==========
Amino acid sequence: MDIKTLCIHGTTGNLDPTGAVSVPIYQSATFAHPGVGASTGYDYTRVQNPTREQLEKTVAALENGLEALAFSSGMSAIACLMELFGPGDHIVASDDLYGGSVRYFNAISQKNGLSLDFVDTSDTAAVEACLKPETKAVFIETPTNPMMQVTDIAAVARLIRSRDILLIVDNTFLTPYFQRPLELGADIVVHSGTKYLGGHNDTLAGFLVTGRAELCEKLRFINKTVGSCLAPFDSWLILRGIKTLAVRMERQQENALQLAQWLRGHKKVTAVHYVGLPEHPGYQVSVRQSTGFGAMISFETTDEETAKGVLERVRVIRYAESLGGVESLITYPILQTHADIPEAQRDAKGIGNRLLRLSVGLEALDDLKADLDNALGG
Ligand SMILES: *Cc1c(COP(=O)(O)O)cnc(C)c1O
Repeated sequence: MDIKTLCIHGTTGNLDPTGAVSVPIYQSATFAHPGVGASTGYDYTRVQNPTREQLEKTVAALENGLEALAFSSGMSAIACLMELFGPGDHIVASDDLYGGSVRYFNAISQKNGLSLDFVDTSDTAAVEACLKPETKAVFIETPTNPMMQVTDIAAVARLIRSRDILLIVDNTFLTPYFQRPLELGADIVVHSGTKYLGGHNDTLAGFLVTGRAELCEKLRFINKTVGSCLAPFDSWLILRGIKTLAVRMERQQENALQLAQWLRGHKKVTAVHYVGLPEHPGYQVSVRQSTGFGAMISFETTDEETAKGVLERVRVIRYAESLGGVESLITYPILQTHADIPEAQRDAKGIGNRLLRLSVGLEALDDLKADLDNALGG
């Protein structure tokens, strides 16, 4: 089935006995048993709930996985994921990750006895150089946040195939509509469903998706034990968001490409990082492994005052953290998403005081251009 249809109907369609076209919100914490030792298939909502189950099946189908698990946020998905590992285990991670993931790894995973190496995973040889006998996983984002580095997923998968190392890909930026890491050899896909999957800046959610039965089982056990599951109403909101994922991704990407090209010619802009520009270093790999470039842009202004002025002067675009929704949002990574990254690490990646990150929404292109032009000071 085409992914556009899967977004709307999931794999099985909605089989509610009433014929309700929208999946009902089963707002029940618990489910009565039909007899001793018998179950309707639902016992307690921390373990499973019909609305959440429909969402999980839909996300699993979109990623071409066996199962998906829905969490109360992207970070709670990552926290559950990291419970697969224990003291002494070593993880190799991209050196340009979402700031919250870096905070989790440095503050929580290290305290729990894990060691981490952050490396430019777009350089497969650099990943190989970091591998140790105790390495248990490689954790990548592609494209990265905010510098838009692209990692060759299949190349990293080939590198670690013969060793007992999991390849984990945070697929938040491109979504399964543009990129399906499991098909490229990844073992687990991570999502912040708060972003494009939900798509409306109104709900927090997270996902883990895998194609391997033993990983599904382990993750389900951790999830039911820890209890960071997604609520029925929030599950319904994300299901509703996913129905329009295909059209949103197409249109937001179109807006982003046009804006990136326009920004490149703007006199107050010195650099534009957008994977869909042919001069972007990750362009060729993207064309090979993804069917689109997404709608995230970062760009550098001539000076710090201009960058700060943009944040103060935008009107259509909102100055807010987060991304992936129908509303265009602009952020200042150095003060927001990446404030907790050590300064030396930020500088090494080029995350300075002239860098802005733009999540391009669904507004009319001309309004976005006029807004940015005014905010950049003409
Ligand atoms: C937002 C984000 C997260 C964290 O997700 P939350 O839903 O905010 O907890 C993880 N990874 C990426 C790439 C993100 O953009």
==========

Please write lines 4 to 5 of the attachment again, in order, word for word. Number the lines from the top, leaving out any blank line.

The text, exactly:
């Protein structure tokens, strides 16, 4: 089935006995048993709930996985994921990750006895150089946040195939509509469903998706034990968001490409990082492994005052953290998403005081251009 249809109907369609076209919100914490030792298939909502189950099946189908698990946020998905590992285990991670993931790894995973190496995973040889006998996983984002580095997923998968190392890909930026890491050899896909999957800046959610039965089982056990599951109403909101994922991704990407090209010619802009520009270093790999470039842009202004002025002067675009929704949002990574990254690490990646990150929404292109032009000071 085409992914556009899967977004709307999931794999099985909605089989509610009433014929309700929208999946009902089963707002029940618990489910009565039909007899001793018998179950309707639902016992307690921390373990499973019909609305959440429909969402999980839909996300699993979109990623071409066996199962998906829905969490109360992207970070709670990552926290559950990291419970697969224990003291002494070593993880190799991209050196340009979402700031919250870096905070989790440095503050929580290290305290729990894990060691981490952050490396430019777009350089497969650099990943190989970091591998140790105790390495248990490689954790990548592609494209990265905010510098838009692209990692060759299949190349990293080939590198670690013969060793007992999991390849984990945070697929938040491109979504399964543009990129399906499991098909490229990844073992687990991570999502912040708060972003494009939900798509409306109104709900927090997270996902883990895998194609391997033993990983599904382990993750389900951790999830039911820890209890960071997604609520029925929030599950319904994300299901509703996913129905329009295909059209949103197409249109937001179109807006982003046009804006990136326009920004490149703007006199107050010195650099534009957008994977869909042919001069972007990750362009060729993207064309090979993804069917689109997404709608995230970062760009550098001539000076710090201009960058700060943009944040103060935008009107259509909102100055807010987060991304992936129908509303265009602009952020200042150095003060927001990446404030907790050590300064030396930020500088090494080029995350300075002239860098802005733009999540391009669904507004009319001309309004976005006029807004940015005014905010950049003409
Ligand atoms: C937002 C984000 C997260 C964290 O997700 P939350 O839903 O905010 O907890 C993880 N990874 C990426 C790439 C993100 O953009």